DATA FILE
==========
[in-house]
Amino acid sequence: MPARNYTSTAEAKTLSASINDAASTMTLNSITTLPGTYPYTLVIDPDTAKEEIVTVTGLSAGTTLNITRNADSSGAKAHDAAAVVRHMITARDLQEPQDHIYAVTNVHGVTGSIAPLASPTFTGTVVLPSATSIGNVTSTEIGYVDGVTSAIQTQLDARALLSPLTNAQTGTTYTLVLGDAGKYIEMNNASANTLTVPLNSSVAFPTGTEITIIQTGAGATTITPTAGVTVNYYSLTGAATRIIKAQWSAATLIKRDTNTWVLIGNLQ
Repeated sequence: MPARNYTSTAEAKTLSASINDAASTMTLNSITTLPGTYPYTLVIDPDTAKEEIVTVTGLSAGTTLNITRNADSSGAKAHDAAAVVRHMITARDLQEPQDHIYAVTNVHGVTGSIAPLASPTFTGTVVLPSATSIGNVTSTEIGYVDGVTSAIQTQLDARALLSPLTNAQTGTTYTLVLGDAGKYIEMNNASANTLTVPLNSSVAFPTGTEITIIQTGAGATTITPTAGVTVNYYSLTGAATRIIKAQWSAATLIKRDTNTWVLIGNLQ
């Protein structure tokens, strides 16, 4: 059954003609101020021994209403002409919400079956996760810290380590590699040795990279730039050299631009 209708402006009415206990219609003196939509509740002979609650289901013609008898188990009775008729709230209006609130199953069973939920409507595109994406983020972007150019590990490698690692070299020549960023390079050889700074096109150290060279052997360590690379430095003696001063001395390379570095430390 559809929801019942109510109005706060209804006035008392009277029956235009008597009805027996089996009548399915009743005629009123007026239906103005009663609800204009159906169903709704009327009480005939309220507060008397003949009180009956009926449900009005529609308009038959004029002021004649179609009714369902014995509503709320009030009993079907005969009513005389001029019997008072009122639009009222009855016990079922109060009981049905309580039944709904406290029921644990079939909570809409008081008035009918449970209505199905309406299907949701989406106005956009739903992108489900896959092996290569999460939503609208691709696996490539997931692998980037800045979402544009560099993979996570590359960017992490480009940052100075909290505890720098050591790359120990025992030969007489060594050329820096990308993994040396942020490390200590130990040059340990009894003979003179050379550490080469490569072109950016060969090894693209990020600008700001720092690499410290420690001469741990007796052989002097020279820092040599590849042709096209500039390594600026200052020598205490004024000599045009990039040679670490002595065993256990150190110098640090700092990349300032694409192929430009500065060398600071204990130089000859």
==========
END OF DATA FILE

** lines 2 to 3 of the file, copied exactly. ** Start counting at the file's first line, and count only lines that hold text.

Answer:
Amino acid sequence: MPARNYTSTAEAKTLSASINDAASTMTLNSITTLPGTYPYTLVIDPDTAKEEIVTVTGLSAGTTLNITRNADSSGAKAHDAAAVVRHMITARDLQEPQDHIYAVTNVHGVTGSIAPLASPTFTGTVVLPSATSIGNVTSTEIGYVDGVTSAIQTQLDARALLSPLTNAQTGTTYTLVLGDAGKYIEMNNASANTLTVPLNSSVAFPTGTEITIIQTGAGATTITPTAGVTVNYYSLTGAATRIIKAQWSAATLIKRDTNTWVLIGNLQ
Repeated sequence: MPARNYTSTAEAKTLSASINDAASTMTLNSITTLPGTYPYTLVIDPDTAKEEIVTVTGLSAGTTLNITRNADSSGAKAHDAAAVVRHMITARDLQEPQDHIYAVTNVHGVTGSIAPLASPTFTGTVVLPSATSIGNVTSTEIGYVDGVTSAIQTQLDARALLSPLTNAQTGTTYTLVLGDAGKYIEMNNASANTLTVPLNSSVAFPTGTEITIIQTGAGATTITPTAGVTVNYYSLTGAATRIIKAQWSAATLIKRDTNTWVLIGNLQ